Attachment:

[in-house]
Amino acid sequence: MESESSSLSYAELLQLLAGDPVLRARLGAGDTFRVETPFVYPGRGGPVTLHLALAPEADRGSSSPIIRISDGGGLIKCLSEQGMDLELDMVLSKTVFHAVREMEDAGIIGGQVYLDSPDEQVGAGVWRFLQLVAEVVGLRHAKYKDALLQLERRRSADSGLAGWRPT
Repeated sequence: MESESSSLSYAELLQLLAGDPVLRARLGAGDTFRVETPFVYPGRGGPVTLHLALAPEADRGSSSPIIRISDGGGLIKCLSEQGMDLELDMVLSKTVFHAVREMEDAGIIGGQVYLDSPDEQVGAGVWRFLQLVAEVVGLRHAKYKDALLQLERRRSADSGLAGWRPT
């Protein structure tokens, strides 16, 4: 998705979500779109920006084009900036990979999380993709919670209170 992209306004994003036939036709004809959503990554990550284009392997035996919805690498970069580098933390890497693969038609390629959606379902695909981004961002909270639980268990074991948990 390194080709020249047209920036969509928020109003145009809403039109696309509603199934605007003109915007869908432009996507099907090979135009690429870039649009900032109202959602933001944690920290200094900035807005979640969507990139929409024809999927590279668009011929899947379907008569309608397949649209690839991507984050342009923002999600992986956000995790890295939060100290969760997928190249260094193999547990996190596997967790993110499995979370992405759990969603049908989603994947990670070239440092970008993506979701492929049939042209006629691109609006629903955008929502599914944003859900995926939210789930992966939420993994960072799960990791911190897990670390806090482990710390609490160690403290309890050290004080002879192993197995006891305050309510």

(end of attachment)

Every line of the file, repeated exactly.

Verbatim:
[in-house]
Amino acid sequence: MESESSSLSYAELLQLLAGDPVLRARLGAGDTFRVETPFVYPGRGGPVTLHLALAPEADRGSSSPIIRISDGGGLIKCLSEQGMDLELDMVLSKTVFHAVREMEDAGIIGGQVYLDSPDEQVGAGVWRFLQLVAEVVGLRHAKYKDALLQLERRRSADSGLAGWRPT
Repeated sequence: MESESSSLSYAELLQLLAGDPVLRARLGAGDTFRVETPFVYPGRGGPVTLHLALAPEADRGSSSPIIRISDGGGLIKCLSEQGMDLELDMVLSKTVFHAVREMEDAGIIGGQVYLDSPDEQVGAGVWRFLQLVAEVVGLRHAKYKDALLQLERRRSADSGLAGWRPT
């Protein structure tokens, strides 16, 4: 998705979500779109920006084009900036990979999380993709919670209170 992209306004994003036939036709004809959503990554990550284009392997035996919805690498970069580098933390890497693969038609390629959606379902695909981004961002909270639980268990074991948990 390194080709020249047209920036969509928020109003145009809403039109696309509603199934605007003109915007869908432009996507099907090979135009690429870039649009900032109202959602933001944690920290200094900035807005979640969507990139929409024809999927590279668009011929899947379907008569309608397949649209690839991507984050342009923002999600992986956000995790890295939060100290969760997928190249260094193999547990996190596997967790993110499995979370992405759990969603049908989603994947990670070239440092970008993506979701492929049939042209006629691109609006629903955008929502599914944003859900995926939210789930992966939420993994960072799960990791911190897990670390806090482990710390609490160690403290309890050290004080002879192993197995006891305050309510």